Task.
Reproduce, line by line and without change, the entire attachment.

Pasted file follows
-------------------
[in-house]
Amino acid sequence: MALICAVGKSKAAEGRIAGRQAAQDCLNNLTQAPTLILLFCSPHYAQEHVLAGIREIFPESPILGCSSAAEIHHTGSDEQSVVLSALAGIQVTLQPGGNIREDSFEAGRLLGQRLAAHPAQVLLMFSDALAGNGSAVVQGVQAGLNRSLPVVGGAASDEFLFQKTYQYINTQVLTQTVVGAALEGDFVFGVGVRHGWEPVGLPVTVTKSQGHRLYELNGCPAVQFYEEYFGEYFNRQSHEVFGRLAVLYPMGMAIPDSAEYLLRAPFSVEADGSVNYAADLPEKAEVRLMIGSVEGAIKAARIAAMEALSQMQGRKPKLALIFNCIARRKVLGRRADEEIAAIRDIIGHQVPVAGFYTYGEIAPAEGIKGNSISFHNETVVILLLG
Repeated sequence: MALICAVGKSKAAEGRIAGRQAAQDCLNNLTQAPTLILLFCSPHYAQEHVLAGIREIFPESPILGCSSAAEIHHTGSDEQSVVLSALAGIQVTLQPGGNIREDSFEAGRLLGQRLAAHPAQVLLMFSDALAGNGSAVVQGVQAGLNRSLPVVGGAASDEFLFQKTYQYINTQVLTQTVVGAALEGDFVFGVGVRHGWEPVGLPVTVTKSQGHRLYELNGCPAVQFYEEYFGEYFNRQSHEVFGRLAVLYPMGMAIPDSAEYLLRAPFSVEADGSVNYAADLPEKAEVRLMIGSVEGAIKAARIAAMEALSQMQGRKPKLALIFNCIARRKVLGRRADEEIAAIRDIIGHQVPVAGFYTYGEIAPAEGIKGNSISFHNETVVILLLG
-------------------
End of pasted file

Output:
[in-house]
Amino acid sequence: MALICAVGKSKAAEGRIAGRQAAQDCLNNLTQAPTLILLFCSPHYAQEHVLAGIREIFPESPILGCSSAAEIHHTGSDEQSVVLSALAGIQVTLQPGGNIREDSFEAGRLLGQRLAAHPAQVLLMFSDALAGNGSAVVQGVQAGLNRSLPVVGGAASDEFLFQKTYQYINTQVLTQTVVGAALEGDFVFGVGVRHGWEPVGLPVTVTKSQGHRLYELNGCPAVQFYEEYFGEYFNRQSHEVFGRLAVLYPMGMAIPDSAEYLLRAPFSVEADGSVNYAADLPEKAEVRLMIGSVEGAIKAARIAAMEALSQMQGRKPKLALIFNCIARRKVLGRRADEEIAAIRDIIGHQVPVAGFYTYGEIAPAEGIKGNSISFHNETVVILLLG
Repeated sequence: MALICAVGKSKAAEGRIAGRQAAQDCLNNLTQAPTLILLFCSPHYAQEHVLAGIREIFPESPILGCSSAAEIHHTGSDEQSVVLSALAGIQVTLQPGGNIREDSFEAGRLLGQRLAAHPAQVLLMFSDALAGNGSAVVQGVQAGLNRSLPVVGGAASDEFLFQKTYQYINTQVLTQTVVGAALEGDFVFGVGVRHGWEPVGLPVTVTKSQGHRLYELNGCPAVQFYEEYFGEYFNRQSHEVFGRLAVLYPMGMAIPDSAEYLLRAPFSVEADGSVNYAADLPEKAEVRLMIGSVEGAIKAARIAAMEALSQMQGRKPKLALIFNCIARRKVLGRRADEEIAAIRDIIGHQVPVAGFYTYGEIAPAEGIKGNSISFHNETVVILLLG